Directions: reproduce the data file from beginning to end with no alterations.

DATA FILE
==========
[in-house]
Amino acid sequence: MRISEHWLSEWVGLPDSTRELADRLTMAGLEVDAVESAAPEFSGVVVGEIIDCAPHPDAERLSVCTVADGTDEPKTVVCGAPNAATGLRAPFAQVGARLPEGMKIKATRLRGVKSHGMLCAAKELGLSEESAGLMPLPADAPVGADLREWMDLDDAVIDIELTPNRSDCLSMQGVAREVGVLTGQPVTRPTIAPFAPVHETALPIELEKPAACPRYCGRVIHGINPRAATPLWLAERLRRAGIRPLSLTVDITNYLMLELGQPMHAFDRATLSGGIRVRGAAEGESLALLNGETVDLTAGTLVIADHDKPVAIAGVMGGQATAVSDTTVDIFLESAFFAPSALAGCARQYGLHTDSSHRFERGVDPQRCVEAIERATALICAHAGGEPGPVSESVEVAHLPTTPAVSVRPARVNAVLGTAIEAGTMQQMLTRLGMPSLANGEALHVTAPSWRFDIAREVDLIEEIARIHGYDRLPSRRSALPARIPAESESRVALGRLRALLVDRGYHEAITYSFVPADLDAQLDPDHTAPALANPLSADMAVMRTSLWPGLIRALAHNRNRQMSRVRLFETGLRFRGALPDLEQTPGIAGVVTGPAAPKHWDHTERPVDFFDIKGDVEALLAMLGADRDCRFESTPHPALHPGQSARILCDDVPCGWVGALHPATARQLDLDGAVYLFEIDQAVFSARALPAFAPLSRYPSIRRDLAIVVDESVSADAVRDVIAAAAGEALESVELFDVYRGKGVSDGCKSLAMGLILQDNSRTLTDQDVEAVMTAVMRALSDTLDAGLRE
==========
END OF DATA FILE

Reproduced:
[in-house]
Amino acid sequence: MRISEHWLSEWVGLPDSTRELADRLTMAGLEVDAVESAAPEFSGVVVGEIIDCAPHPDAERLSVCTVADGTDEPKTVVCGAPNAATGLRAPFAQVGARLPEGMKIKATRLRGVKSHGMLCAAKELGLSEESAGLMPLPADAPVGADLREWMDLDDAVIDIELTPNRSDCLSMQGVAREVGVLTGQPVTRPTIAPFAPVHETALPIELEKPAACPRYCGRVIHGINPRAATPLWLAERLRRAGIRPLSLTVDITNYLMLELGQPMHAFDRATLSGGIRVRGAAEGESLALLNGETVDLTAGTLVIADHDKPVAIAGVMGGQATAVSDTTVDIFLESAFFAPSALAGCARQYGLHTDSSHRFERGVDPQRCVEAIERATALICAHAGGEPGPVSESVEVAHLPTTPAVSVRPARVNAVLGTAIEAGTMQQMLTRLGMPSLANGEALHVTAPSWRFDIAREVDLIEEIARIHGYDRLPSRRSALPARIPAESESRVALGRLRALLVDRGYHEAITYSFVPADLDAQLDPDHTAPALANPLSADMAVMRTSLWPGLIRALAHNRNRQMSRVRLFETGLRFRGALPDLEQTPGIAGVVTGPAAPKHWDHTERPVDFFDIKGDVEALLAMLGADRDCRFESTPHPALHPGQSARILCDDVPCGWVGALHPATARQLDLDGAVYLFEIDQAVFSARALPAFAPLSRYPSIRRDLAIVVDESVSADAVRDVIAAAAGEALESVELFDVYRGKGVSDGCKSLAMGLILQDNSRTLTDQDVEAVMTAVMRALSDTLDAGLRE